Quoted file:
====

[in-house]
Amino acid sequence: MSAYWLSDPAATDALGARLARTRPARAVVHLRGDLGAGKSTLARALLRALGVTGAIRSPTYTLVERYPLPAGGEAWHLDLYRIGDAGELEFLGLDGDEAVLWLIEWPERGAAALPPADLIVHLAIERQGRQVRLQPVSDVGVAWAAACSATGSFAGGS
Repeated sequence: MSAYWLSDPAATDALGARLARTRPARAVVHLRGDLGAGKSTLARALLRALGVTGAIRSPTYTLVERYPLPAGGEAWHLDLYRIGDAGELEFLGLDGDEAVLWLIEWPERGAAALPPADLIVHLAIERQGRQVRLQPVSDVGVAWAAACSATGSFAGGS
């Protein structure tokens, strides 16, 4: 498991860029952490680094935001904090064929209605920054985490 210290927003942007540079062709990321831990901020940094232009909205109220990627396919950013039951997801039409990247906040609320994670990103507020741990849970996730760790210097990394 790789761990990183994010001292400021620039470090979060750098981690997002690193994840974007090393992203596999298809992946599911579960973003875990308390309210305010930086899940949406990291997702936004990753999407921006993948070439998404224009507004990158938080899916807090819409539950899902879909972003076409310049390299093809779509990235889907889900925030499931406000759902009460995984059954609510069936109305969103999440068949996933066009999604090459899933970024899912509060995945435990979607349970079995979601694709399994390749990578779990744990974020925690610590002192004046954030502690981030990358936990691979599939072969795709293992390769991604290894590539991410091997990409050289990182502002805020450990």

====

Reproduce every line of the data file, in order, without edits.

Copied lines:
[in-house]
Amino acid sequence: MSAYWLSDPAATDALGARLARTRPARAVVHLRGDLGAGKSTLARALLRALGVTGAIRSPTYTLVERYPLPAGGEAWHLDLYRIGDAGELEFLGLDGDEAVLWLIEWPERGAAALPPADLIVHLAIERQGRQVRLQPVSDVGVAWAAACSATGSFAGGS
Repeated sequence: MSAYWLSDPAATDALGARLARTRPARAVVHLRGDLGAGKSTLARALLRALGVTGAIRSPTYTLVERYPLPAGGEAWHLDLYRIGDAGELEFLGLDGDEAVLWLIEWPERGAAALPPADLIVHLAIERQGRQVRLQPVSDVGVAWAAACSATGSFAGGS
């Protein structure tokens, strides 16, 4: 498991860029952490680094935001904090064929209605920054985490 210290927003942007540079062709990321831990901020940094232009909205109220990627396919950013039951997801039409990247906040609320994670990103507020741990849970996730760790210097990394 790789761990990183994010001292400021620039470090979060750098981690997002690193994840974007090393992203596999298809992946599911579960973003875990308390309210305010930086899940949406990291997702936004990753999407921006993948070439998404224009507004990158938080899916807090819409539950899902879909972003076409310049390299093809779509990235889907889900925030499931406000759902009460995984059954609510069936109305969103999440068949996933066009999604090459899933970024899912509060995945435990979607349970079995979601694709399994390749990578779990744990974020925690610590002192004046954030502690981030990358936990691979599939072969795709293992390769991604290894590539991410091997990409050289990182502002805020450990």